This summer, UCSB marked off a pilot skateboard lane in the main campus corridor to judge the possibility of keeping the skate-friendly portion of the student body from thrashing the pedestrian and bike population.
The first of its kind at the university, the 5-foot wide path is considered a first attempt at a project to improve the safety of pedestrians and skateboarders alike. According to Ron Cortez, the associate vice chancellor and chair of the skateboard committee at UCSB, the skate lane, which consists of several hundred feet of paint, graphics and signs cost $12,500 to install.
Cortez said Summer and Fall traffic on the skate path will be guinea pigs so the university can judge if the paths are effective.
“The lane has emerged as a way to make the campus pathways safer for everyone,” Cortez said. “[The committee] will be judging closely throughout the Fall Quarter to see whether or not it works and how the students are reacting to it. It may make things safer, but then again it may make things difficult. It’s all going to decide whether we want to expand and put more lanes throughout campus in the future.”
With the implementation of the lane, skateboarders must now abide by it at all times and stay clear of the pedestrian pathways beside it.
Associated Students and the campus “Be Smart About Safety” fund matched the $7,500 that two students from the Skateboard Committee, Jose Magana and Raymond Collins, fundraised for the construction of the lane.
“Ray and I raised $7,500 for the lane and have done a lot to spread awareness for skateboarding safety,” Magana said. “I think this lane will reduce skateboard related injuries because pedestrians will have their own area to walk in. We just don’t have sufficient amounts of bike racks, so by skateboarding, it alleviates bike congestion on the paths.”
Of the total $15,000 allocated for the skate path, only $2,500 remains, Cortez said, in case the skate path is not received well and needs to be removed.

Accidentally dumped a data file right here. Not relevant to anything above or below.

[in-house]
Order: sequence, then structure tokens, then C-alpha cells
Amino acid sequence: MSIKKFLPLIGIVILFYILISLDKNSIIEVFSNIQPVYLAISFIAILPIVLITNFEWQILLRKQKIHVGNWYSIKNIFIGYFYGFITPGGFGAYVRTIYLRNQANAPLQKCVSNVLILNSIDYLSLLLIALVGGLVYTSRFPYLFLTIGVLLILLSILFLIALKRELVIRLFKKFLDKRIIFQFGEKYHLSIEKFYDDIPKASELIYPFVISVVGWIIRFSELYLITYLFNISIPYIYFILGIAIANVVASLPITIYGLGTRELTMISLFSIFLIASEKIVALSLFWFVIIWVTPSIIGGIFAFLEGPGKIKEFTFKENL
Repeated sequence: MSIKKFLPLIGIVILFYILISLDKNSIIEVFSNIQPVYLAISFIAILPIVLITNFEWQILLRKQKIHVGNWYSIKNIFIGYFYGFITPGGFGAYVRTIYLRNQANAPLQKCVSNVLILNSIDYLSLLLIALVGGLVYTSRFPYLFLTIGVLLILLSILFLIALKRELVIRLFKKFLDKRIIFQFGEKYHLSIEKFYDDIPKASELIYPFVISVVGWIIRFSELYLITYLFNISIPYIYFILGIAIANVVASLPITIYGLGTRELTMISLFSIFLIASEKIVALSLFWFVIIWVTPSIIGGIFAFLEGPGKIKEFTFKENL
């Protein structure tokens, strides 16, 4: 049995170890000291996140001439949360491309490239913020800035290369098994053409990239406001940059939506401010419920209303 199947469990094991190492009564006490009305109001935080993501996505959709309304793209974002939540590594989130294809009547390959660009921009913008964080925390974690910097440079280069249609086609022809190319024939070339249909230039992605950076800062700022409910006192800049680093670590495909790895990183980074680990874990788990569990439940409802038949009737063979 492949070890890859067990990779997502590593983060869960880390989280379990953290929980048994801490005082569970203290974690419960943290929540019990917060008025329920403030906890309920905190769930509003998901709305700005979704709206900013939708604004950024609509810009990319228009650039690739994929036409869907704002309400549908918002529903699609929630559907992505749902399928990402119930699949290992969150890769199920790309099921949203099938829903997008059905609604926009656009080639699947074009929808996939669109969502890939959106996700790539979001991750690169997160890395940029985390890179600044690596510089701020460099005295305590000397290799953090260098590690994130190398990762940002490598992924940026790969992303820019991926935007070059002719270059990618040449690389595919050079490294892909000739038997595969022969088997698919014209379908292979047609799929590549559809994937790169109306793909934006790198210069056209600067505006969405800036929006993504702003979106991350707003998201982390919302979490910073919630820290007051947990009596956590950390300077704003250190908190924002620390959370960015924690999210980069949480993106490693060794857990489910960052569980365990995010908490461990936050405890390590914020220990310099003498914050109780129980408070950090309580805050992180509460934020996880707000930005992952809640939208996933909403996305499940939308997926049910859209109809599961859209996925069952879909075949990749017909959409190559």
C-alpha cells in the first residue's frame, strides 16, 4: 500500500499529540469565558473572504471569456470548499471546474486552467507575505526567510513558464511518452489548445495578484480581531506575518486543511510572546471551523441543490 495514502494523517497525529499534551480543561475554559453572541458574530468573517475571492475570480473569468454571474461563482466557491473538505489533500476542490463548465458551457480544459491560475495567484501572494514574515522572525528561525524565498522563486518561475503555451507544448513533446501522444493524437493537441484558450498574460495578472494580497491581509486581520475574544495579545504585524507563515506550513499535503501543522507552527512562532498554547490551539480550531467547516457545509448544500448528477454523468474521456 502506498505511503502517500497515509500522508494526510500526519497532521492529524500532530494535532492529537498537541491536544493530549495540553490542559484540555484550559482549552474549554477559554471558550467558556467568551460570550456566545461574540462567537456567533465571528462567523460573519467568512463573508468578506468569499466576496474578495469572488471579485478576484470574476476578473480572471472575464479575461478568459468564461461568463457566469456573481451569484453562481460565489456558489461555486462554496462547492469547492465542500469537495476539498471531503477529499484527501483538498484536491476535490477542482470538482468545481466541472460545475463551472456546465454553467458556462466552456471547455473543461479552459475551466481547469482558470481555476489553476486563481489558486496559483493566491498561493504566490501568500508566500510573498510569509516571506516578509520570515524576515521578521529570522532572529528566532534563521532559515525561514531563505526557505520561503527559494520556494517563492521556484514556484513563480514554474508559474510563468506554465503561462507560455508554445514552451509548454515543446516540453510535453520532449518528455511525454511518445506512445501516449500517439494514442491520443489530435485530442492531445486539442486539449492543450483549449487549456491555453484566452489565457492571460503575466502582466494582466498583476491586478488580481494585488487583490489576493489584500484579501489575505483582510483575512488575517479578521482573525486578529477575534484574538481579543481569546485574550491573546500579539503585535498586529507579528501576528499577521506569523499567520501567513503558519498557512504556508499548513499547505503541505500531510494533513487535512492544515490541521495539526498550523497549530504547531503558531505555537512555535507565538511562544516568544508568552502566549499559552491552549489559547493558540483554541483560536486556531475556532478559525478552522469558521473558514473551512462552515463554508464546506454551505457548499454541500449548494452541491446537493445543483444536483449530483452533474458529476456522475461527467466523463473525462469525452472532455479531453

Magana said that if the lane proves to be a success, it will only make sense to install more lanes around campus. However, the most important thing right now, he said, is for skateboarders to unite and ensure that skateboarding doesn’t get banned.
Tina Cheng, a third-year comparative literature major who regularly skates to class, gave a skateboarder’s perspective on the new lane.
“I’m happy that there’s a lane because that means skateboarding won’t get banned anytime soon, but I am a bit skeptical about how the lane will work,” Cheng said. “Skateboarding has a different way of control than biking in a sense of its speed and direction. I’m sure there will be less crashes towards pedestrians, but there may be more crashes between skateboarders. The lane just seems too narrow for comfort.”
Magana noted he is currently in talks with Cortez for possible ways to get students accustomed to the new lane, one idea being a skateboarding education section in this summer’s freshman orientation.
“I saw a lot of people on campus looking at them in confusion,” Magana said. “I want to make sure that skateboarders know the laws and the rules so that everyone can get to class in peace.”
While the pavement of the skate lane may be rough and patchy in spots, Cortez said the whole campus corridor cement is scheduled for replacement in the next several years and no large-scale work is planned before that.